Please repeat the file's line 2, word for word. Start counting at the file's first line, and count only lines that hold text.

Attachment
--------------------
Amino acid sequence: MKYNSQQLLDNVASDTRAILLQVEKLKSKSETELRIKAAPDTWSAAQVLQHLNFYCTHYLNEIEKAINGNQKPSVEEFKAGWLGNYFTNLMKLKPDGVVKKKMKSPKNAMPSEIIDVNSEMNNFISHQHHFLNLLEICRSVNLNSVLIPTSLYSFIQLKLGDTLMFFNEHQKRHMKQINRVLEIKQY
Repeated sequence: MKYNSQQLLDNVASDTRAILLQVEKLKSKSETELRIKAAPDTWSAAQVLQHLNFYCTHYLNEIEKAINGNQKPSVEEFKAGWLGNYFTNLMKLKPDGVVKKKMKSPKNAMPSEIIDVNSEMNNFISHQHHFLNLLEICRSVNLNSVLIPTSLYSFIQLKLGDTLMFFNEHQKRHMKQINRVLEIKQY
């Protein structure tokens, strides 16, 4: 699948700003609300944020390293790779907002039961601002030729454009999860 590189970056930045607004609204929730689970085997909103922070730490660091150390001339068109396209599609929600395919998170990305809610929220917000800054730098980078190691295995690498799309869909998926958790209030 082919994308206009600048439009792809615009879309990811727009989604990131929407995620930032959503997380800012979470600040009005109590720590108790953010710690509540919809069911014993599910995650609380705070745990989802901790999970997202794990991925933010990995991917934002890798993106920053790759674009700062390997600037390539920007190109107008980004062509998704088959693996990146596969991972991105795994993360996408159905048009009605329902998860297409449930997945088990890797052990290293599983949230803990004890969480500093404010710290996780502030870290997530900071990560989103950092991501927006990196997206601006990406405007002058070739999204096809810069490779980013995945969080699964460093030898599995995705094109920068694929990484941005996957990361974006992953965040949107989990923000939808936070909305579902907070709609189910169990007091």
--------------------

Repeated sequence: MKYNSQQLLDNVASDTRAILLQVEKLKSKSETELRIKAAPDTWSAAQVLQHLNFYCTHYLNEIEKAINGNQKPSVEEFKAGWLGNYFTNLMKLKPDGVVKKKMKSPKNAMPSEIIDVNSEMNNFISHQHHFLNLLEICRSVNLNSVLIPTSLYSFIQLKLGDTLMFFNEHQKRHMKQINRVLEIKQY